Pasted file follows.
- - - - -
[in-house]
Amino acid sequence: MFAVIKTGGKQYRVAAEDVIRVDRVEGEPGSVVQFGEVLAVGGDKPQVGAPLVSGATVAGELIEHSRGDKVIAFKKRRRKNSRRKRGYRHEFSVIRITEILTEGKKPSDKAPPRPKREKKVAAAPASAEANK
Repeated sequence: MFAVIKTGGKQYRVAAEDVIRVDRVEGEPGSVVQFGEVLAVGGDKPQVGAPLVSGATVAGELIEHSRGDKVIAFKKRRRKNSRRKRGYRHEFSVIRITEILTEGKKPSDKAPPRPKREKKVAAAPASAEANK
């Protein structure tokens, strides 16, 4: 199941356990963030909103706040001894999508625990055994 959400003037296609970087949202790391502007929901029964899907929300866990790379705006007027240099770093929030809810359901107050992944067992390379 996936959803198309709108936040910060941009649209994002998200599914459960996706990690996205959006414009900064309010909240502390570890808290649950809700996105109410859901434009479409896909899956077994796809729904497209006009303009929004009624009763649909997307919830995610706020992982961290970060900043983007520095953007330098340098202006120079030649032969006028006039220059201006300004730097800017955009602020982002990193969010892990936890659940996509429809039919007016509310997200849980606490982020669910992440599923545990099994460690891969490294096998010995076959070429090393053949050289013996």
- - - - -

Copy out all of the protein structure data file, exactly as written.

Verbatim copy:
[in-house]
Amino acid sequence: MFAVIKTGGKQYRVAAEDVIRVDRVEGEPGSVVQFGEVLAVGGDKPQVGAPLVSGATVAGELIEHSRGDKVIAFKKRRRKNSRRKRGYRHEFSVIRITEILTEGKKPSDKAPPRPKREKKVAAAPASAEANK
Repeated sequence: MFAVIKTGGKQYRVAAEDVIRVDRVEGEPGSVVQFGEVLAVGGDKPQVGAPLVSGATVAGELIEHSRGDKVIAFKKRRRKNSRRKRGYRHEFSVIRITEILTEGKKPSDKAPPRPKREKKVAAAPASAEANK
């Protein structure tokens, strides 16, 4: 199941356990963030909103706040001894999508625990055994 959400003037296609970087949202790391502007929901029964899907929300866990790379705006007027240099770093929030809810359901107050992944067992390379 996936959803198309709108936040910060941009649209994002998200599914459960996706990690996205959006414009900064309010909240502390570890808290649950809700996105109410859901434009479409896909899956077994796809729904497209006009303009929004009624009763649909997307919830995610706020992982961290970060900043983007520095953007330098340098202006120079030649032969006028006039220059201006300004730097800017955009602020982002990193969010892990936890659940996509429809039919007016509310997200849980606490982020669910992440599923545990099994460690891969490294096998010995076959070429090393053949050289013996």